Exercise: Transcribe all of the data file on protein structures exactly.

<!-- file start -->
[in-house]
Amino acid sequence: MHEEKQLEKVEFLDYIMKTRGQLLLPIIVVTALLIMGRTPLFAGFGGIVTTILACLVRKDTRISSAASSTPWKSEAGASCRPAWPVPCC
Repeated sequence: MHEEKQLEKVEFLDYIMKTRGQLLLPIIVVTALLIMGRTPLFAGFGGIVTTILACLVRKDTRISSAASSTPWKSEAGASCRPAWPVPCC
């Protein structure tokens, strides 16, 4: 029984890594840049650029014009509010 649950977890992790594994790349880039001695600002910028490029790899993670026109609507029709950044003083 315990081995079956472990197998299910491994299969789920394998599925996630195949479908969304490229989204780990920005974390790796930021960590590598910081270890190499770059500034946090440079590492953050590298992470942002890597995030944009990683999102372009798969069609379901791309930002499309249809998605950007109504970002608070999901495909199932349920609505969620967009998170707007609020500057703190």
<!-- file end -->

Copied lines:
[in-house]
Amino acid sequence: MHEEKQLEKVEFLDYIMKTRGQLLLPIIVVTALLIMGRTPLFAGFGGIVTTILACLVRKDTRISSAASSTPWKSEAGASCRPAWPVPCC
Repeated sequence: MHEEKQLEKVEFLDYIMKTRGQLLLPIIVVTALLIMGRTPLFAGFGGIVTTILACLVRKDTRISSAASSTPWKSEAGASCRPAWPVPCC
């Protein structure tokens, strides 16, 4: 029984890594840049650029014009509010 649950977890992790594994790349880039001695600002910028490029790899993670026109609507029709950044003083 315990081995079956472990197998299910491994299969789920394998599925996630195949479908969304490229989204780990920005974390790796930021960590590598910081270890190499770059500034946090440079590492953050590298992470942002890597995030944009990683999102372009798969069609379901791309930002499309249809998605950007109504970002608070999901495909199932349920609505969620967009998170707007609020500057703190």